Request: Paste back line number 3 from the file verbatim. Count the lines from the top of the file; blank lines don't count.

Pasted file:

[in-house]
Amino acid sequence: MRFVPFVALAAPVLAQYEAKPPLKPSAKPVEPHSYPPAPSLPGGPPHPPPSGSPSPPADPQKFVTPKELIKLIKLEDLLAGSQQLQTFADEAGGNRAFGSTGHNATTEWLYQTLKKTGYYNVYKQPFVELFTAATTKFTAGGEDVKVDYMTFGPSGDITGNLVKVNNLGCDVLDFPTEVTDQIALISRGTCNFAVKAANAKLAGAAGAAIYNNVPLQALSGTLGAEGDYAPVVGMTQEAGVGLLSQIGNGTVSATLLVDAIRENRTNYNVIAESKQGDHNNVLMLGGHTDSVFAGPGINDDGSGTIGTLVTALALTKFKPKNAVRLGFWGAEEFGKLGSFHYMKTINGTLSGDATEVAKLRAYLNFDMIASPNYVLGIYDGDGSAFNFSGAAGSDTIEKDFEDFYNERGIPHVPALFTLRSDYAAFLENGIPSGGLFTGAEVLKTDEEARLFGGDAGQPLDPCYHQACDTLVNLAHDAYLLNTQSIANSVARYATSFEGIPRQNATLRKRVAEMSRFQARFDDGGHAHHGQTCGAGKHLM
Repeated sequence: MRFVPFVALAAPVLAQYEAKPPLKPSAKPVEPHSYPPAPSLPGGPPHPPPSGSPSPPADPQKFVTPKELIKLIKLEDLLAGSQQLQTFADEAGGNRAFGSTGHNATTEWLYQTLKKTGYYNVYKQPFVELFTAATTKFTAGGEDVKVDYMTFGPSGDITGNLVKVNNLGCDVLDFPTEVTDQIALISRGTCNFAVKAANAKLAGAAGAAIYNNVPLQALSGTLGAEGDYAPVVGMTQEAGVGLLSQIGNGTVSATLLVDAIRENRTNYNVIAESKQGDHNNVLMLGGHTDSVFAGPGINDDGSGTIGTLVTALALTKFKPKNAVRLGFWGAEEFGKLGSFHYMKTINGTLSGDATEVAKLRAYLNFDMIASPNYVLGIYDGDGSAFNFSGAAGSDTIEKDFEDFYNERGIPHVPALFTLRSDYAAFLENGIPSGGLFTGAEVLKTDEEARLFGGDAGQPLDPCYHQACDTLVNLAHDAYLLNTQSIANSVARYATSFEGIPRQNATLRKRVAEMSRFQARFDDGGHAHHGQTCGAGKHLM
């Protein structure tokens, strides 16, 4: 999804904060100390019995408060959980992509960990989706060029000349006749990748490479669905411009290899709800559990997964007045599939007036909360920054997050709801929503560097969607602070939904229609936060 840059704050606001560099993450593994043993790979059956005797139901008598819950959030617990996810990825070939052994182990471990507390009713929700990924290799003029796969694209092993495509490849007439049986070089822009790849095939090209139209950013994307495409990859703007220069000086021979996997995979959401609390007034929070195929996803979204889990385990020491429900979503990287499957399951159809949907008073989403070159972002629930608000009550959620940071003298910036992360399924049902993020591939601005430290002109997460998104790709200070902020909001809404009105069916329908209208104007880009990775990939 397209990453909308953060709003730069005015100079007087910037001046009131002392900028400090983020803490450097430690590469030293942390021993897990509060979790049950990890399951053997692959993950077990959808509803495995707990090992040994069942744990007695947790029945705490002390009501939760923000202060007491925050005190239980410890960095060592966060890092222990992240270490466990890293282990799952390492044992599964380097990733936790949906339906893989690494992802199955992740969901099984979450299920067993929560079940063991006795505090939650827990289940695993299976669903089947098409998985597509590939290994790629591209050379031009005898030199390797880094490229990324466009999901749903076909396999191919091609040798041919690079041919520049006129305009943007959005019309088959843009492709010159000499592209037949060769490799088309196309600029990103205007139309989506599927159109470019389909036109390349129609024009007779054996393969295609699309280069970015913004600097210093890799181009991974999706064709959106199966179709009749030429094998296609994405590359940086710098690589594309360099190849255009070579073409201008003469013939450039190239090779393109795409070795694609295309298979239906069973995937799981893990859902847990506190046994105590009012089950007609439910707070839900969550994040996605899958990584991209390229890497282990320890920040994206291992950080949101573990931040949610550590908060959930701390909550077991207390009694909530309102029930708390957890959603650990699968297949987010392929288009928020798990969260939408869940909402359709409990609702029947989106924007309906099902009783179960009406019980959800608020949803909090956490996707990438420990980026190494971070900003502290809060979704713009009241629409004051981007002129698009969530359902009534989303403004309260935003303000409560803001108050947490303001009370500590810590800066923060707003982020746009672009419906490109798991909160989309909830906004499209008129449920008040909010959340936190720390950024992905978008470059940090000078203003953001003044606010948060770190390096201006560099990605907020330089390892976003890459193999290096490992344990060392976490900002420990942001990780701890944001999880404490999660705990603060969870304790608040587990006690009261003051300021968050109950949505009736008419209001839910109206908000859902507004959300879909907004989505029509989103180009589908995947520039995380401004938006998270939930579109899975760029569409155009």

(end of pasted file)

Repeated sequence: MRFVPFVALAAPVLAQYEAKPPLKPSAKPVEPHSYPPAPSLPGGPPHPPPSGSPSPPADPQKFVTPKELIKLIKLEDLLAGSQQLQTFADEAGGNRAFGSTGHNATTEWLYQTLKKTGYYNVYKQPFVELFTAATTKFTAGGEDVKVDYMTFGPSGDITGNLVKVNNLGCDVLDFPTEVTDQIALISRGTCNFAVKAANAKLAGAAGAAIYNNVPLQALSGTLGAEGDYAPVVGMTQEAGVGLLSQIGNGTVSATLLVDAIRENRTNYNVIAESKQGDHNNVLMLGGHTDSVFAGPGINDDGSGTIGTLVTALALTKFKPKNAVRLGFWGAEEFGKLGSFHYMKTINGTLSGDATEVAKLRAYLNFDMIASPNYVLGIYDGDGSAFNFSGAAGSDTIEKDFEDFYNERGIPHVPALFTLRSDYAAFLENGIPSGGLFTGAEVLKTDEEARLFGGDAGQPLDPCYHQACDTLVNLAHDAYLLNTQSIANSVARYATSFEGIPRQNATLRKRVAEMSRFQARFDDGGHAHHGQTCGAGKHLM